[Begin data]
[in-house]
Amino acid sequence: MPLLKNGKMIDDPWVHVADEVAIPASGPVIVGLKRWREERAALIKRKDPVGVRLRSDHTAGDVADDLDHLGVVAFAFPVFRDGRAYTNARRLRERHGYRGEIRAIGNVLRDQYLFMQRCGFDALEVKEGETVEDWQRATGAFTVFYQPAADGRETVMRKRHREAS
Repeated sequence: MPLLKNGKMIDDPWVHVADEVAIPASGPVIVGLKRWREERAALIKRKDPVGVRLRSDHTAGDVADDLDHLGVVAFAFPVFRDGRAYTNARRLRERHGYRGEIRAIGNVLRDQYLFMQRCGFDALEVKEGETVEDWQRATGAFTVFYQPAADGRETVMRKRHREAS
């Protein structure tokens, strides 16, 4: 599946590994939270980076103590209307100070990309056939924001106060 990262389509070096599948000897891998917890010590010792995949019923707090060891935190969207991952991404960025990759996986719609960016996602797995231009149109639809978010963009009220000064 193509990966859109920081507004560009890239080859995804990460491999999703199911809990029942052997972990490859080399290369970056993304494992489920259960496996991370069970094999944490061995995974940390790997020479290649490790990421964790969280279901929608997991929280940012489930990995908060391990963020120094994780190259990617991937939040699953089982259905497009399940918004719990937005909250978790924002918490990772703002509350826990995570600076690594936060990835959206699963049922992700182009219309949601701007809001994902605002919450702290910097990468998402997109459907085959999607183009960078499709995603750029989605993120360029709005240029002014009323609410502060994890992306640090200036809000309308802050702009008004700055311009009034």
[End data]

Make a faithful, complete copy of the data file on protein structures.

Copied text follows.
[in-house]
Amino acid sequence: MPLLKNGKMIDDPWVHVADEVAIPASGPVIVGLKRWREERAALIKRKDPVGVRLRSDHTAGDVADDLDHLGVVAFAFPVFRDGRAYTNARRLRERHGYRGEIRAIGNVLRDQYLFMQRCGFDALEVKEGETVEDWQRATGAFTVFYQPAADGRETVMRKRHREAS
Repeated sequence: MPLLKNGKMIDDPWVHVADEVAIPASGPVIVGLKRWREERAALIKRKDPVGVRLRSDHTAGDVADDLDHLGVVAFAFPVFRDGRAYTNARRLRERHGYRGEIRAIGNVLRDQYLFMQRCGFDALEVKEGETVEDWQRATGAFTVFYQPAADGRETVMRKRHREAS
């Protein structure tokens, strides 16, 4: 599946590994939270980076103590209307100070990309056939924001106060 990262389509070096599948000897891998917890010590010792995949019923707090060891935190969207991952991404960025990759996986719609960016996602797995231009149109639809978010963009009220000064 193509990966859109920081507004560009890239080859995804990460491999999703199911809990029942052997972990490859080399290369970056993304494992489920259960496996991370069970094999944490061995995974940390790997020479290649490790990421964790969280279901929608997991929280940012489930990995908060391990963020120094994780190259990617991937939040699953089982259905497009399940918004719990937005909250978790924002918490990772703002509350826990995570600076690594936060990835959206699963049922992700182009219309949601701007809001994902605002919450702290910097990468998402997109459907085959999607183009960078499709995603750029989605993120360029709005240029002014009323609410502060994890992306640090200036809000309308802050702009008004700055311009009034």